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Secure FreeBSD web server with Apache, PHP and MySQL in secured jails with file integrity monitoring

This article shows you how to build a powerful, secure and easy-to-maintain web, database or application server suitable for e-commerce applications. We’ll start with a fresh install of FreeBSD, a very popular modern BSD Unix operating system.

We’ll setup a secure jail system using ezjail and then install web and database servers into different jails. For the purpose of the article, the web server is Apache with PHP, Perl, Python and Ruby, but it could easily be any other desired application environment such as Plone, Tomcat, Ruby on Rails, Java and others. For the database we’ll use MySQL although these instructions should also work well for other databases. With the web and database server now in their own jails we can monitor for security threats from the safety of the host. We’ll use two different intrusion-detection approaches: file integrity monitoring and an intrusion detection system. This server is suitable for e-commerce applications.

Layered security suggests this article should start with a brief tutorial on SSH Host Key encryption which uses keys to make access more difficult than using passwords. From a base FreeBSD system we turn off all non-essential services and turn on the pf firewall with all ports closed except SSH access on a high port and common web ports like ports 80 and 443.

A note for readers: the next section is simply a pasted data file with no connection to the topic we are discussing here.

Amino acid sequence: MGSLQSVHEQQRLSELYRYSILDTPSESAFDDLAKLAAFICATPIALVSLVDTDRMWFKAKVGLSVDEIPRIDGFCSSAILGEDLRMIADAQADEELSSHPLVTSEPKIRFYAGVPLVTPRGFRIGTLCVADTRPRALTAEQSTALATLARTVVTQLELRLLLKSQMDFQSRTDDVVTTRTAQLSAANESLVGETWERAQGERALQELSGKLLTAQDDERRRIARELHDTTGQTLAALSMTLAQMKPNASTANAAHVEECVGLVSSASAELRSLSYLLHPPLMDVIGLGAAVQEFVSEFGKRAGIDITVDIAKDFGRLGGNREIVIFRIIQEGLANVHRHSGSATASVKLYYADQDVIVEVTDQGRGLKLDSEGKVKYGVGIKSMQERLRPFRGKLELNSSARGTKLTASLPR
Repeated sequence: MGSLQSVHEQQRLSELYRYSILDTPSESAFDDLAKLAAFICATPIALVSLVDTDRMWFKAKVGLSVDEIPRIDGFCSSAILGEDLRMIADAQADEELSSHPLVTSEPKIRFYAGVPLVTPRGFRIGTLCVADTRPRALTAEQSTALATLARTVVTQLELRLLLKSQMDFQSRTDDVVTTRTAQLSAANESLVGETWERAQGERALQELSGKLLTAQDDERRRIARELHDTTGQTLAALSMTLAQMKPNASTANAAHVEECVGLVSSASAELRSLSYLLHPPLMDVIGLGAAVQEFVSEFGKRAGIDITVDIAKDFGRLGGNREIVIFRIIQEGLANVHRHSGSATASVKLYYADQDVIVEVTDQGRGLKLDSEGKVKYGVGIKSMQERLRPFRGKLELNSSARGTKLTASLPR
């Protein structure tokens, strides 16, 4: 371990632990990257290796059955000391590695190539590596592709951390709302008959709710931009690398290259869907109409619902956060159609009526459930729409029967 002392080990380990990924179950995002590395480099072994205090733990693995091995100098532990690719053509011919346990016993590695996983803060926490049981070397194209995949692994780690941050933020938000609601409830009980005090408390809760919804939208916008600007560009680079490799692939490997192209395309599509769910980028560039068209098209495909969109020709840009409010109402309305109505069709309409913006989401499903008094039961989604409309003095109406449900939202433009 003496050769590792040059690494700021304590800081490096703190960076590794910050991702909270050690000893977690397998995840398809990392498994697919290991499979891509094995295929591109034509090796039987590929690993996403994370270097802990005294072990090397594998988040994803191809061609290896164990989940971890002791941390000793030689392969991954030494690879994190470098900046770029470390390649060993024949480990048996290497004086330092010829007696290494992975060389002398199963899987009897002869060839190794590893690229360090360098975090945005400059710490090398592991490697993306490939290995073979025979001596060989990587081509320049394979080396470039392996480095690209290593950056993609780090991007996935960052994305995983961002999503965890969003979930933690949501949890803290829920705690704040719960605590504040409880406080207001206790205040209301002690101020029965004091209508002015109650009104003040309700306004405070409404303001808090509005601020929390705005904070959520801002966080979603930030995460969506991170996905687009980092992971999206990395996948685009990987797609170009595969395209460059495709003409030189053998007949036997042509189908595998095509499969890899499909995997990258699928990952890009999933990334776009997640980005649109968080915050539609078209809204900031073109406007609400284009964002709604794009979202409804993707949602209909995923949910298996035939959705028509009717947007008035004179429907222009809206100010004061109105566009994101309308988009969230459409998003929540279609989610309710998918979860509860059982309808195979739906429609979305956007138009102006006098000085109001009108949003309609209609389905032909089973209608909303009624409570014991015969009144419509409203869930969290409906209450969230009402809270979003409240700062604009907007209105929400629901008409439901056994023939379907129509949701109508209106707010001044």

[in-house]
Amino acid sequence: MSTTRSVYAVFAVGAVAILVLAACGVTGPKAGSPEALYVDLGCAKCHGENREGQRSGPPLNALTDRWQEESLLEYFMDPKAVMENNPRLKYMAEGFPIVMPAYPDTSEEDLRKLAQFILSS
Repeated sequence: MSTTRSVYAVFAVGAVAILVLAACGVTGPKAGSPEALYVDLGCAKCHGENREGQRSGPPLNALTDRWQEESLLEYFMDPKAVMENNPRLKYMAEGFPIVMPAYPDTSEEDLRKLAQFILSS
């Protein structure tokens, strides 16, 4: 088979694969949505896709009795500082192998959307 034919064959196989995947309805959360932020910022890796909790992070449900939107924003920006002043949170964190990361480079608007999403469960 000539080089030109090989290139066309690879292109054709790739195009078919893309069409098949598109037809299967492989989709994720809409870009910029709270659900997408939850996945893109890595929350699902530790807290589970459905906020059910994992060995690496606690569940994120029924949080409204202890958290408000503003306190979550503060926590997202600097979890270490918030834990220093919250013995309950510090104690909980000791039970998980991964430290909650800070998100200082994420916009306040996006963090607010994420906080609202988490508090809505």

File integrity is monitored simply using the tripwire-like AIDE, and finally a Snort IDS perhaps with a Snorby front-end provides an excellent detection engine with multiple rulesets monitoring traffic flows and visual displays of security threats.

Please note: a newer version of this article is available here.

Getting started

Start by installing the FreeBSD operating system with the developer tools package option, or just provision a FreeBSD server in the public cloud using your favourite cloud provider like Digital Ocean or Amazon AWS. Use the FreeBSD manual to quickly and easily get a system up and running. For most people, the default settings (including the default filesystem layout) when set to “automatic” are just fine. Don’t worry, most things that are installed in the default configuration can be changed or turned off/on at a later date, including the building of a custom kernel, so a default install of FreeBSD is all that’s required for now.

*** please note, I wrote this article where all applications are compiled on the machine using the ports system. I now use the pkg system instead as it is much faster. I plan to update this article to reflect pkg on FreeBSD 11 and 10 systems. ***

1. Install the ports tree & enable console logging